Coke to Roll Out Line of T-shirts Made From Bottles

Like Other Beverage Giants, Marketer Looks to Fend Off Environmental Criticism

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CHICAGO ( -- The Coca-Cola Co. has been backing up its promise to make sure more of its Dasani water bottles get recycled with an array of initiatives, including a return to its apparel-designing past for a line of t-shirts made of recycled material.
Coke, with Revolve Clothing, is making t-shirts out of recycled plastics.
Coke, with Revolve Clothing, is making t-shirts out of recycled plastics.

Coca-Cola recently pledged $60 million to build recycling plants and other recycling initiatives. One of the plants, in Spartansburg, S.C., will be the world's largest bottle-to-bottle recycling plant -- meaning new bottles are made directly from old ones.

A nod to its fashion past
Coke has also decided to use recycled material, known as recycled polyethylene terephthalate, or RPET, in other ways. In the mid-1980s, Coke t-shirts, sweatshirts, miniskirts and even eyeglasses were all the rage. So, in a nod to its past but clearly conscious of a growing consumer backlash to plastic water bottles, the marketer is rolling out a line of RPET t-shirts with a recycling motif, like a glass bottle with an arrow swirling around it, with little branding other than a small, red Coca-Cola tab on the bottom of the right seam.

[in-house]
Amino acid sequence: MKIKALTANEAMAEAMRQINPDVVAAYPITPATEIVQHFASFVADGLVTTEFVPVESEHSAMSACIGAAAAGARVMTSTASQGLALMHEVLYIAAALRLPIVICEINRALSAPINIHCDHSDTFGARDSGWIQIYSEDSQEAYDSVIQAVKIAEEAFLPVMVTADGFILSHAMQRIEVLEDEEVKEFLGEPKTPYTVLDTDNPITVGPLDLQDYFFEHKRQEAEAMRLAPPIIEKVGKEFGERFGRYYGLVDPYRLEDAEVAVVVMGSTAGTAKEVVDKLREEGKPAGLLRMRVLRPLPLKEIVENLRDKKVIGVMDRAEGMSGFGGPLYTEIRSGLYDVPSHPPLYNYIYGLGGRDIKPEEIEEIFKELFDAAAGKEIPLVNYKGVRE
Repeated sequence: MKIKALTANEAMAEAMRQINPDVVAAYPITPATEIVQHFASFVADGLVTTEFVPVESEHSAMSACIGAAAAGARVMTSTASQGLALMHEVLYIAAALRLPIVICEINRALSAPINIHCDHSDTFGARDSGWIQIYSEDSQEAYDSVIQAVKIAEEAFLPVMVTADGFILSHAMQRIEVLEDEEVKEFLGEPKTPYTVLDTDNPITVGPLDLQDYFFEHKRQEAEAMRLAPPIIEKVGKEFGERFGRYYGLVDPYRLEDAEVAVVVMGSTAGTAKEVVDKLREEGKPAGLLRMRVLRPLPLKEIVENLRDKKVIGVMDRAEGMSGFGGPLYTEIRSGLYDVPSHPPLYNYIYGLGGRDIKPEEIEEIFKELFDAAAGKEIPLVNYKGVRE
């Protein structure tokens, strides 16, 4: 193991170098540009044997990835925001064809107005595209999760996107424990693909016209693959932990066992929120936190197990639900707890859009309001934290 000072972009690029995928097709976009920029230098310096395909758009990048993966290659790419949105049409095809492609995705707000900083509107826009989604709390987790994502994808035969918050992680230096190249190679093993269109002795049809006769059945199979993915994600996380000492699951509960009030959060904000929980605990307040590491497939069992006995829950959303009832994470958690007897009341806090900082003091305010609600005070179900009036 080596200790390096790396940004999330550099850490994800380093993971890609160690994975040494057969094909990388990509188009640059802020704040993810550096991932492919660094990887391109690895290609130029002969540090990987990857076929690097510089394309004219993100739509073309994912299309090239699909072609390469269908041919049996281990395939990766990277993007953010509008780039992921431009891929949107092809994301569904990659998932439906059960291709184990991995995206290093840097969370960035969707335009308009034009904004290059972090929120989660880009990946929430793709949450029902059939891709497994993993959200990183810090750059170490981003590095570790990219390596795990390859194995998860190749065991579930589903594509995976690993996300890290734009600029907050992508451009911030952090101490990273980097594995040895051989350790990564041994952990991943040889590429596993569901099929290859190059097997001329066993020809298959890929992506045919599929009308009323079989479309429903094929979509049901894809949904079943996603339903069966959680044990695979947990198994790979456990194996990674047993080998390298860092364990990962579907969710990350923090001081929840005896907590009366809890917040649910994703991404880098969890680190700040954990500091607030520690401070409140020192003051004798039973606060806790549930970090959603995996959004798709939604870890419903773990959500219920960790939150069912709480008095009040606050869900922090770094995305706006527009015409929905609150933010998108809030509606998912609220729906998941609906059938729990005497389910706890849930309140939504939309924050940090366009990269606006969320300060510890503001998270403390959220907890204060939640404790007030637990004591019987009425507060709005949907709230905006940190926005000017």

The line of t-shirts, designed by Coke and fabricated by Park City, Utah, Revolve Apparel Project, will launch in December at Fred Segal Melrose, an ultra-hip West Hollywood boutique.

"This is still pretty bleeding edge, but will soon become mainstream," Revolve CEO Joe Tomlinson said of recycled-plastic t-shirts. "The thread is still hard to get, but more and more companies are providing it." Revolve is a 2-year-old company that says is committed to sustainable apparel.

To make fabric, plastic bottles are shredded, distressed and turned into polyester thread. That thread is then blended with cotton. Patagonia makes some products from recycled plastic bottles, as well as a handful of high-fashion designers, such as Linda Loudermilk. Coke is the first true mass-market player in this segment, even though the line of t-shirts is likely to be very upscale.

A resource, not a waste
"We envision a world in which our packaging is no longer seen as a waste, but as a resource for future use," Kelli Sogar, Coke's licensing merchandise manager, said in a press release. "If everyone realized that returning five bottles made a cap or a t-shirt, we all might think twice before throwing them away. These products merge fashion with consciousness, reminding us all that small steps -- like recycling just a few bottles -- can help solve big problems."

Coke has wider recycling efforts under way, too.

In addition to recycling plants, the beverage giant has recently pledged $2 million to RecycleBank, a Philadelphia-based organization that offers rewards points based on the amounts households recycle, redeemable at a variety of stores, including Starbucks, Ikea and Whole Foods. Families that decide to donate their points to RecycleBank Green Schools or Ocean Conservancy will get matching funds from Coke. RecycleBank currently provides service in Delaware, New Jersey and Pennsylvania, and will launch its service nationally in 2008.

"Through our additional investment in RecycleBank, we are fulfilling our commitment to advance economically viable approaches to recycling collection in the communities we serve," Scott Vitters, Coke's director of sustainable packaging, said in a release. "We believe this program will revolutionize the way consumers view their trash, from disposables to valuable reusables."
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